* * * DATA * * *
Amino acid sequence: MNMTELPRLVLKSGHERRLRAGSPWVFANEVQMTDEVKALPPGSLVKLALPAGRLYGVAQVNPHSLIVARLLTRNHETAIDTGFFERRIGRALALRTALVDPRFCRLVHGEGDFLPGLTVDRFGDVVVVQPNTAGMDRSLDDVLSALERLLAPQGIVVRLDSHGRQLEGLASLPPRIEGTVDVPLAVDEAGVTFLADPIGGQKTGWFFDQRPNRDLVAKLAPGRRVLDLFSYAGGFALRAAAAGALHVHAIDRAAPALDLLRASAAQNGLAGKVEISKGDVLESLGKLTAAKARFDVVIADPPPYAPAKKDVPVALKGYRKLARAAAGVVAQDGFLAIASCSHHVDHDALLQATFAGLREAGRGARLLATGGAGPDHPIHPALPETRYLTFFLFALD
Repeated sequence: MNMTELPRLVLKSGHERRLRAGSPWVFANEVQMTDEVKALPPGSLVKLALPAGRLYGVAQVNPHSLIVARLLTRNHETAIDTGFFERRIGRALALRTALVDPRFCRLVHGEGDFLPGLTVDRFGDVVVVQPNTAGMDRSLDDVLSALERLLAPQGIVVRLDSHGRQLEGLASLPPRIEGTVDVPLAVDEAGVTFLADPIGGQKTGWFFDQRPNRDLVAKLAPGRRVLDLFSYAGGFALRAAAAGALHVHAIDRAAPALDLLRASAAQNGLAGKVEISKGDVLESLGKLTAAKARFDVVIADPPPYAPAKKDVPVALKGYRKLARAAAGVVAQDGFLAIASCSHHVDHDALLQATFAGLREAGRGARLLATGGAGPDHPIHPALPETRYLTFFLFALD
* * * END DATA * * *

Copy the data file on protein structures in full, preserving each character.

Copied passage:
Amino acid sequence: MNMTELPRLVLKSGHERRLRAGSPWVFANEVQMTDEVKALPPGSLVKLALPAGRLYGVAQVNPHSLIVARLLTRNHETAIDTGFFERRIGRALALRTALVDPRFCRLVHGEGDFLPGLTVDRFGDVVVVQPNTAGMDRSLDDVLSALERLLAPQGIVVRLDSHGRQLEGLASLPPRIEGTVDVPLAVDEAGVTFLADPIGGQKTGWFFDQRPNRDLVAKLAPGRRVLDLFSYAGGFALRAAAAGALHVHAIDRAAPALDLLRASAAQNGLAGKVEISKGDVLESLGKLTAAKARFDVVIADPPPYAPAKKDVPVALKGYRKLARAAAGVVAQDGFLAIASCSHHVDHDALLQATFAGLREAGRGARLLATGGAGPDHPIHPALPETRYLTFFLFALD
Repeated sequence: MNMTELPRLVLKSGHERRLRAGSPWVFANEVQMTDEVKALPPGSLVKLALPAGRLYGVAQVNPHSLIVARLLTRNHETAIDTGFFERRIGRALALRTALVDPRFCRLVHGEGDFLPGLTVDRFGDVVVVQPNTAGMDRSLDDVLSALERLLAPQGIVVRLDSHGRQLEGLASLPPRIEGTVDVPLAVDEAGVTFLADPIGGQKTGWFFDQRPNRDLVAKLAPGRRVLDLFSYAGGFALRAAAAGALHVHAIDRAAPALDLLRASAAQNGLAGKVEISKGDVLESLGKLTAAKARFDVVIADPPPYAPAKKDVPVALKGYRKLARAAAGVVAQDGFLAIASCSHHVDHDALLQATFAGLREAGRGARLLATGGAGPDHPIHPALPETRYLTFFLFALD